Coming only a few weeks after the Netflix book-to-film teen romcom “To All the Boys I’ve Loved Before” took the internet by storm, “Sierra Burgess is a Loser” attempts to cash in on that craze, but stumbles at times along the way. The film is a retelling of classic French play “Cyrano de Bergerec,” but unlike some similarly-themed teen reimaginings of classic works — like “She’s the Man” — “Sierra Burgess” fails to leave a mark of its own. It features a cast that seems perfectly curated to draw in the desired audience, with Shannon Purser (of save Barb from “Stranger Things” fame) and Noah Centineo (“To All the Boys I’ve Loved Before”) having the majority of the screen time. However, unlike the other teen soaps from which these stars were born, “Burgess” is about as uninspired and trite as it gets.
Helmed by first-time feature director Ian Samuels and penned by Lindsey Beer, who has no other credits to her name, the film stumbles from one contrived plot point to another, making a fairly simple story about mistaken identity into a convoluted mess of relationships and drama, with some highly questionable storytelling decisions made along the way. The core story follows the not classically “high-school pretty” Sierra as she attempts to gain the affections of the stereotypical nice-guy football player Jeremy, by pretending that she is the uber popular Veronica (Kristine Forseth). For the majority of the runtime, Jeremy believes he is texting Veronica when he is actually texting Sierra. The film treats this as a win for Sierra, and when Veronica eventually becomes involved in plots that include tricking Jeremy into kissing Sierra while his eyes are closed and having fake Skype calls with him in which Veronica is speaking for Sierra, it becomes clear the filmmakers haven’t thought through the ramifications of the story they are telling. It’s questionable if it’s a violation of Jeremy’s autonomy to make him think he’s kissing one girl when really he’s kissing another, but the level of deception inherent in the entire relationship between him and Sierra makes it hard to believe he would be able to re-accept her when she has spent the entirety of their relationship lying to him. On top of that, the light-hearted morality of “people are more than they appear” is hardly one that is original to this film and has been done better in many other high school rom-coms, most obviously “To All the Boys,” which was released less than a month ago.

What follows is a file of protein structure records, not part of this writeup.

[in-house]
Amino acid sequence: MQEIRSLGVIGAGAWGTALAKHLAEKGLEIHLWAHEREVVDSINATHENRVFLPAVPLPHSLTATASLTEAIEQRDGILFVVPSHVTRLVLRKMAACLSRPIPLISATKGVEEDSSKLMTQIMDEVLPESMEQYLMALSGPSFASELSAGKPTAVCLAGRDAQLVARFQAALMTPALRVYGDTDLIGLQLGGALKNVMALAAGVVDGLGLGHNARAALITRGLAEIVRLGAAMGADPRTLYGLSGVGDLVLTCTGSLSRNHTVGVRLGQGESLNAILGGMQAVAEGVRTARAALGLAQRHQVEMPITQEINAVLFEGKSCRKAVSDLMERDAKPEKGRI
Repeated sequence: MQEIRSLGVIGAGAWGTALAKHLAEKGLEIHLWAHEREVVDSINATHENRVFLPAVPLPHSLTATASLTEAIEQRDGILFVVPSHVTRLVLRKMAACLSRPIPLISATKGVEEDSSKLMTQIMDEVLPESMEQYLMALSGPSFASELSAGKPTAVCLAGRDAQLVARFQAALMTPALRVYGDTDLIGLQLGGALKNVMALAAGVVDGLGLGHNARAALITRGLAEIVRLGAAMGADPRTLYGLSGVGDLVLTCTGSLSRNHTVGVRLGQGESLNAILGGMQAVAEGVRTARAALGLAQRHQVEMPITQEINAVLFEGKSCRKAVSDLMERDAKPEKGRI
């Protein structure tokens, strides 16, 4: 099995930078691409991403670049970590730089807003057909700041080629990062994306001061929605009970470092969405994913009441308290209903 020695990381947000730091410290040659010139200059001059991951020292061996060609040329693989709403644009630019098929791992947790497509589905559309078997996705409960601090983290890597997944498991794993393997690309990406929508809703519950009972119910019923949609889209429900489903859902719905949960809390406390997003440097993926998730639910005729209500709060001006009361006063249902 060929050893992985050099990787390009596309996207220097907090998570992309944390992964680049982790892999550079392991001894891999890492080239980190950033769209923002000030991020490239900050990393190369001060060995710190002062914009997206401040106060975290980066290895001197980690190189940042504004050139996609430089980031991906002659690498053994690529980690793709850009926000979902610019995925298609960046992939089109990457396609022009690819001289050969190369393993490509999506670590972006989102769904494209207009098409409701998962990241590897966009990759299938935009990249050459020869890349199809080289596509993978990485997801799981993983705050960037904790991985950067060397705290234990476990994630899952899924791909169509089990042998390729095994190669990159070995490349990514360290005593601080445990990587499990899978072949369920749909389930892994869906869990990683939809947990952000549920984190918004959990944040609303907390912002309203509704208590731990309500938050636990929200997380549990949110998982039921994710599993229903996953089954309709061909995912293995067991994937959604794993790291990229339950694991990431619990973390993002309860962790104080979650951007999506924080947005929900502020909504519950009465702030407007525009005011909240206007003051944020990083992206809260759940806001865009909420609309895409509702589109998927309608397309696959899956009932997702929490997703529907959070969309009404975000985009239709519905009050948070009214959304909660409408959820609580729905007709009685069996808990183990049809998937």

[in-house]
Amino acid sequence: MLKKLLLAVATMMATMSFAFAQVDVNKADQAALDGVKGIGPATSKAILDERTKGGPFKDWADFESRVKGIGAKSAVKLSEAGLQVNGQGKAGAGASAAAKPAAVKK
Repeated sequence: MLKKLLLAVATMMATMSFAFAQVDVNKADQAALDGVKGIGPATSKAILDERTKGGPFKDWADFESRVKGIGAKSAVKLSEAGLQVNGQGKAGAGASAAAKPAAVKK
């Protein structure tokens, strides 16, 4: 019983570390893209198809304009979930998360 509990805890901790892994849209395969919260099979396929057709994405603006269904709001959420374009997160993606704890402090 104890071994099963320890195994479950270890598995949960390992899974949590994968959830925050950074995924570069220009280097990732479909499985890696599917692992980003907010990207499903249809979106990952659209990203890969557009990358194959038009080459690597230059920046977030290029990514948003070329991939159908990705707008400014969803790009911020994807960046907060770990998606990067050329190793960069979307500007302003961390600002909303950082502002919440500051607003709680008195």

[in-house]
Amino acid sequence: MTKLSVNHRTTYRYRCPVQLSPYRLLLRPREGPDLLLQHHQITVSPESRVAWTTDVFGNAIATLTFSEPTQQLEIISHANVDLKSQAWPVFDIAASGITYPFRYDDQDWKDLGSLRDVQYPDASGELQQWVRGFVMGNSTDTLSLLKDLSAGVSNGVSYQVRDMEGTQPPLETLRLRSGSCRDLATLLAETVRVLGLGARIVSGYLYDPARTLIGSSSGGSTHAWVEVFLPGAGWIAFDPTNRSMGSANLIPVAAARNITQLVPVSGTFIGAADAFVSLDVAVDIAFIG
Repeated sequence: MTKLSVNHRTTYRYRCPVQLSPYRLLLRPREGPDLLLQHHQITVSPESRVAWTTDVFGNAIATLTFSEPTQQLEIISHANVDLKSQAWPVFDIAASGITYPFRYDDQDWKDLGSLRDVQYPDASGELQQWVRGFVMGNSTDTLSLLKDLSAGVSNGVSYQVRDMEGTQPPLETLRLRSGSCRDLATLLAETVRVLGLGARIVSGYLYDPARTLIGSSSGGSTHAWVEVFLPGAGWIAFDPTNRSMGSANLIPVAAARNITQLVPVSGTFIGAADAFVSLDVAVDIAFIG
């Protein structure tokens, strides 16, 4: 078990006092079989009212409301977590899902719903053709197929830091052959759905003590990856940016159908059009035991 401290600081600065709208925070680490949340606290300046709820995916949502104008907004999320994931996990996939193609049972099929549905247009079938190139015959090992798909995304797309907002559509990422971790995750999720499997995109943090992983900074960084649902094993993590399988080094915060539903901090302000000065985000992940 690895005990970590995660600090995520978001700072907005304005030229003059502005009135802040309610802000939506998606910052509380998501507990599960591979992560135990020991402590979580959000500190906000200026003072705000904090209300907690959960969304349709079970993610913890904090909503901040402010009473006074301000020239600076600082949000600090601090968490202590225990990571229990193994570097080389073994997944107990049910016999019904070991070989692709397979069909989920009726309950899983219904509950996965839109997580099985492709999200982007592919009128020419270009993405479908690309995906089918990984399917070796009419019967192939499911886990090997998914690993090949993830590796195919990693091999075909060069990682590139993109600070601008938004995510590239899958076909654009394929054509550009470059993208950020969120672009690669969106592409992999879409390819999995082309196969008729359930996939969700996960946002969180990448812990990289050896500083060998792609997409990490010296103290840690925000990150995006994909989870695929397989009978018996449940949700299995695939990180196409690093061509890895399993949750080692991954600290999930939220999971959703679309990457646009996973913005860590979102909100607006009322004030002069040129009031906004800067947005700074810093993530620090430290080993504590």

With “Sierra Burgess is a Loser” it’s clear that Netflix has adopted an everything-and-the-kitchen-sink mentality when it comes to their original release slate. For a traditional studio, releasing both this film and “To All the Boys” in such a similar time frame would be ludicrous. For Netflix, so long as one of them succeeds, crashing the market with this kind of low budget low risk fair is a no brainer. Netflix has released almost a half dozen romantic comedies just this summer alone, and they don’t seem to be slowing down. Between high profile, high concept releases like David Ayer’s “Bright” and the continued to development of their original series like “Orange is the New Black” and the potentially bizarre final season of “House of Cards,” Netflix seems to have but one goal when it comes to their original output: release as much as possible. Quality be damned. Endless output be rewarded. A new original movie every single week, even if this week’s is just a pale imitation of the last.